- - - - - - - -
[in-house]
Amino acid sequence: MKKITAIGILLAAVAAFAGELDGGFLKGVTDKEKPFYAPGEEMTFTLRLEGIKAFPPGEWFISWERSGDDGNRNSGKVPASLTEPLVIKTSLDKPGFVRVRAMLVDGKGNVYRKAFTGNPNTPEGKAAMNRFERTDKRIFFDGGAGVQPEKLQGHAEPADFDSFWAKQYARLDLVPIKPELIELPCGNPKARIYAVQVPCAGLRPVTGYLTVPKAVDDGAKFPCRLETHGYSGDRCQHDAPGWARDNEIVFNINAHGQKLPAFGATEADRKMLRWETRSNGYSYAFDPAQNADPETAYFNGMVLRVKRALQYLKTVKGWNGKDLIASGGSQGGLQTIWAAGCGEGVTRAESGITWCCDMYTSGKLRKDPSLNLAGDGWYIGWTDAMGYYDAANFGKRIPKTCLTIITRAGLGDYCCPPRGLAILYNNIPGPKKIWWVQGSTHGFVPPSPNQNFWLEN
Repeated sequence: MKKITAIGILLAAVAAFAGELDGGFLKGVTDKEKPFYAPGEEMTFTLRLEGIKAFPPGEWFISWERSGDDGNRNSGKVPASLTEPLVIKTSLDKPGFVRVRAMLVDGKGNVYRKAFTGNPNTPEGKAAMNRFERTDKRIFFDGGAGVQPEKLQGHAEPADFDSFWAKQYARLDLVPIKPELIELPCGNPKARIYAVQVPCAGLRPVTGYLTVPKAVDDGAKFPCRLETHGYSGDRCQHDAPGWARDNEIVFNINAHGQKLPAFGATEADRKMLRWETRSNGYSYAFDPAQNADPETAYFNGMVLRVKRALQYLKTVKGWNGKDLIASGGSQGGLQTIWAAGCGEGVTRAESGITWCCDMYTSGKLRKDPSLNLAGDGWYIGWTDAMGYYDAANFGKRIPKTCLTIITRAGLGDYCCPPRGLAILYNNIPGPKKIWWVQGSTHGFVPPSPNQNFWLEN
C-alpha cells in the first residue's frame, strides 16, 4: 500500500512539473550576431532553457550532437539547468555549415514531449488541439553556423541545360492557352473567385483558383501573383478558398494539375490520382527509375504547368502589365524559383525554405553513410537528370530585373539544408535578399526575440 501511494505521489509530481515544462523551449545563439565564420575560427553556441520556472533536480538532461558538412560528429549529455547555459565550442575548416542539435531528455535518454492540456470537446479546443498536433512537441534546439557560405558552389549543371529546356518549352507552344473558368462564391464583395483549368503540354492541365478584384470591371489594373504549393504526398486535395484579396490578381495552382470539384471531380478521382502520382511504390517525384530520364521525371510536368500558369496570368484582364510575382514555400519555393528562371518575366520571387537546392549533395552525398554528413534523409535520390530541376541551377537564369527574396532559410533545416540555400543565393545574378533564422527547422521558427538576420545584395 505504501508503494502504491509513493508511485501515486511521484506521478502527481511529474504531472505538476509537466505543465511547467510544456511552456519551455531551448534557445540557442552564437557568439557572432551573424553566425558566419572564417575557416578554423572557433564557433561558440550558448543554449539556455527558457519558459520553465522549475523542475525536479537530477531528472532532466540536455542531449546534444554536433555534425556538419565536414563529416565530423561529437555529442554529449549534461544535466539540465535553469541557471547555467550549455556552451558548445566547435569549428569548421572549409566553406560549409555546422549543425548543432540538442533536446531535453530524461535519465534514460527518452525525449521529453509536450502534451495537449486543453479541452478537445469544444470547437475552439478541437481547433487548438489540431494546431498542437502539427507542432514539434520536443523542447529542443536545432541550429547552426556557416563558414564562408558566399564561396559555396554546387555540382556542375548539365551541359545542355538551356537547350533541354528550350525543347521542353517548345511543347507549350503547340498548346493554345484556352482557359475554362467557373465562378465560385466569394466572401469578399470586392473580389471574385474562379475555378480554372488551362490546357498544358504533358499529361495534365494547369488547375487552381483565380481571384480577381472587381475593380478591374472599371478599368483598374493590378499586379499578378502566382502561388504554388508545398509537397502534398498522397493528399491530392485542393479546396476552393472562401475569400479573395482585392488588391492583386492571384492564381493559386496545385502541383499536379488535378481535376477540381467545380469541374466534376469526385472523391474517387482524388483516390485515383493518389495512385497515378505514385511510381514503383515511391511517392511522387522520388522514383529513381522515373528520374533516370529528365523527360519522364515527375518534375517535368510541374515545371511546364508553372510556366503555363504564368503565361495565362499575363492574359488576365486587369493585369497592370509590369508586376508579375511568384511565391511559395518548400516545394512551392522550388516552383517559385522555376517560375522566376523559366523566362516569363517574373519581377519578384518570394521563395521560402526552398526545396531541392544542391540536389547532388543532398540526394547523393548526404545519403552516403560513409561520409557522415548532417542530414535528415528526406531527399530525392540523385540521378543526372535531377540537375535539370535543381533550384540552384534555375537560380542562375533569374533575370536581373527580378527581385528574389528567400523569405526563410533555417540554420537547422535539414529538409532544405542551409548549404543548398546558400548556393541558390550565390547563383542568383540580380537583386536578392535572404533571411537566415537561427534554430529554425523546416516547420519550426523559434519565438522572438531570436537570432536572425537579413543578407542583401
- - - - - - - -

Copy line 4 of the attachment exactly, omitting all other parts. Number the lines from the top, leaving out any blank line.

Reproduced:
C-alpha cells in the first residue's frame, strides 16, 4: 500500500512539473550576431532553457550532437539547468555549415514531449488541439553556423541545360492557352473567385483558383501573383478558398494539375490520382527509375504547368502589365524559383525554405553513410537528370530585373539544408535578399526575440 501511494505521489509530481515544462523551449545563439565564420575560427553556441520556472533536480538532461558538412560528429549529455547555459565550442575548416542539435531528455535518454492540456470537446479546443498536433512537441534546439557560405558552389549543371529546356518549352507552344473558368462564391464583395483549368503540354492541365478584384470591371489594373504549393504526398486535395484579396490578381495552382470539384471531380478521382502520382511504390517525384530520364521525371510536368500558369496570368484582364510575382514555400519555393528562371518575366520571387537546392549533395552525398554528413534523409535520390530541376541551377537564369527574396532559410533545416540555400543565393545574378533564422527547422521558427538576420545584395 505504501508503494502504491509513493508511485501515486511521484506521478502527481511529474504531472505538476509537466505543465511547467510544456511552456519551455531551448534557445540557442552564437557568439557572432551573424553566425558566419572564417575557416578554423572557433564557433561558440550558448543554449539556455527558457519558459520553465522549475523542475525536479537530477531528472532532466540536455542531449546534444554536433555534425556538419565536414563529416565530423561529437555529442554529449549534461544535466539540465535553469541557471547555467550549455556552451558548445566547435569549428569548421572549409566553406560549409555546422549543425548543432540538442533536446531535453530524461535519465534514460527518452525525449521529453509536450502534451495537449486543453479541452478537445469544444470547437475552439478541437481547433487548438489540431494546431498542437502539427507542432514539434520536443523542447529542443536545432541550429547552426556557416563558414564562408558566399564561396559555396554546387555540382556542375548539365551541359545542355538551356537547350533541354528550350525543347521542353517548345511543347507549350503547340498548346493554345484556352482557359475554362467557373465562378465560385466569394466572401469578399470586392473580389471574385474562379475555378480554372488551362490546357498544358504533358499529361495534365494547369488547375487552381483565380481571384480577381472587381475593380478591374472599371478599368483598374493590378499586379499578378502566382502561388504554388508545398509537397502534398498522397493528399491530392485542393479546396476552393472562401475569400479573395482585392488588391492583386492571384492564381493559386496545385502541383499536379488535378481535376477540381467545380469541374466534376469526385472523391474517387482524388483516390485515383493518389495512385497515378505514385511510381514503383515511391511517392511522387522520388522514383529513381522515373528520374533516370529528365523527360519522364515527375518534375517535368510541374515545371511546364508553372510556366503555363504564368503565361495565362499575363492574359488576365486587369493585369497592370509590369508586376508579375511568384511565391511559395518548400516545394512551392522550388516552383517559385522555376517560375522566376523559366523566362516569363517574373519581377519578384518570394521563395521560402526552398526545396531541392544542391540536389547532388543532398540526394547523393548526404545519403552516403560513409561520409557522415548532417542530414535528415528526406531527399530525392540523385540521378543526372535531377540537375535539370535543381533550384540552384534555375537560380542562375533569374533575370536581373527580378527581385528574389528567400523569405526563410533555417540554420537547422535539414529538409532544405542551409548549404543548398546558400548556393541558390550565390547563383542568383540580380537583386536578392535572404533571411537566415537561427534554430529554425523546416516547420519550426523559434519565438522572438531570436537570432536572425537579413543578407542583401